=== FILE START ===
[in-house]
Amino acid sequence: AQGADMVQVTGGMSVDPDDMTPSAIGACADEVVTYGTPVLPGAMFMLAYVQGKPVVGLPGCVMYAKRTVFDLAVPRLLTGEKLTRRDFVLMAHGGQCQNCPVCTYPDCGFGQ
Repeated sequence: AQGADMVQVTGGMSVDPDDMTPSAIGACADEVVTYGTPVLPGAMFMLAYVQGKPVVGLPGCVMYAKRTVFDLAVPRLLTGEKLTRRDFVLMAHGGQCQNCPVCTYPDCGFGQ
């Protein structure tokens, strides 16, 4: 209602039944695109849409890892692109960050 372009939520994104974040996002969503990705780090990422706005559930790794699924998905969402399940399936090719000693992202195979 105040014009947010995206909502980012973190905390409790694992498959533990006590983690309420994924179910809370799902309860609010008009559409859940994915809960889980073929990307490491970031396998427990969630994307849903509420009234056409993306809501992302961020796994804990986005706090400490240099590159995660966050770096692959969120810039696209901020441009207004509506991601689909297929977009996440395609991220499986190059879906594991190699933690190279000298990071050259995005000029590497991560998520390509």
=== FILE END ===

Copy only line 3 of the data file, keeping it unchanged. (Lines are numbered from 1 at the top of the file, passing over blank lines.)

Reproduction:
Repeated sequence: AQGADMVQVTGGMSVDPDDMTPSAIGACADEVVTYGTPVLPGAMFMLAYVQGKPVVGLPGCVMYAKRTVFDLAVPRLLTGEKLTRRDFVLMAHGGQCQNCPVCTYPDCGFGQ